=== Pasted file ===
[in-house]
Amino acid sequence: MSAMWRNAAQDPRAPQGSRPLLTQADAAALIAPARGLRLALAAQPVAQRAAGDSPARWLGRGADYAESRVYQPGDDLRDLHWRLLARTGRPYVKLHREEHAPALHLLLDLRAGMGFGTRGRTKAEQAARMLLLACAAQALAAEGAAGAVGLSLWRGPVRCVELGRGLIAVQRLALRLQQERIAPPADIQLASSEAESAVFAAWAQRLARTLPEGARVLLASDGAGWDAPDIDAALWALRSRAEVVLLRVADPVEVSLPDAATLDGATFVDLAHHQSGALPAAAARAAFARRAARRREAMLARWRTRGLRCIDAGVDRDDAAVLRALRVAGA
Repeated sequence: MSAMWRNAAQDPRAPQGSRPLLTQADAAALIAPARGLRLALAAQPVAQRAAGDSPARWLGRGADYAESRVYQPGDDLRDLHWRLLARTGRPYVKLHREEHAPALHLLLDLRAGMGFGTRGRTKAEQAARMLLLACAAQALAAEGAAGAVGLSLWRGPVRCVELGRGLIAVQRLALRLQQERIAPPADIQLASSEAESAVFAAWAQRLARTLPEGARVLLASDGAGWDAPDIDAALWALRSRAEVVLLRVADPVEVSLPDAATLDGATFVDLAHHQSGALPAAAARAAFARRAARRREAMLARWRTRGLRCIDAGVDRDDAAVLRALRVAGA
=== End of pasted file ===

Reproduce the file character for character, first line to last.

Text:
[in-house]
Amino acid sequence: MSAMWRNAAQDPRAPQGSRPLLTQADAAALIAPARGLRLALAAQPVAQRAAGDSPARWLGRGADYAESRVYQPGDDLRDLHWRLLARTGRPYVKLHREEHAPALHLLLDLRAGMGFGTRGRTKAEQAARMLLLACAAQALAAEGAAGAVGLSLWRGPVRCVELGRGLIAVQRLALRLQQERIAPPADIQLASSEAESAVFAAWAQRLARTLPEGARVLLASDGAGWDAPDIDAALWALRSRAEVVLLRVADPVEVSLPDAATLDGATFVDLAHHQSGALPAAAARAAFARRAARRREAMLARWRTRGLRCIDAGVDRDDAAVLRALRVAGA
Repeated sequence: MSAMWRNAAQDPRAPQGSRPLLTQADAAALIAPARGLRLALAAQPVAQRAAGDSPARWLGRGADYAESRVYQPGDDLRDLHWRLLARTGRPYVKLHREEHAPALHLLLDLRAGMGFGTRGRTKAEQAARMLLLACAAQALAAEGAAGAVGLSLWRGPVRCVELGRGLIAVQRLALRLQQERIAPPADIQLASSEAESAVFAAWAQRLARTLPEGARVLLASDGAGWDAPDIDAALWALRSRAEVVLLRVADPVEVSLPDAATLDGATFVDLAHHQSGALPAAAARAAFARRAARRREAMLARWRTRGLRCIDAGVDRDDAAVLRALRVAGA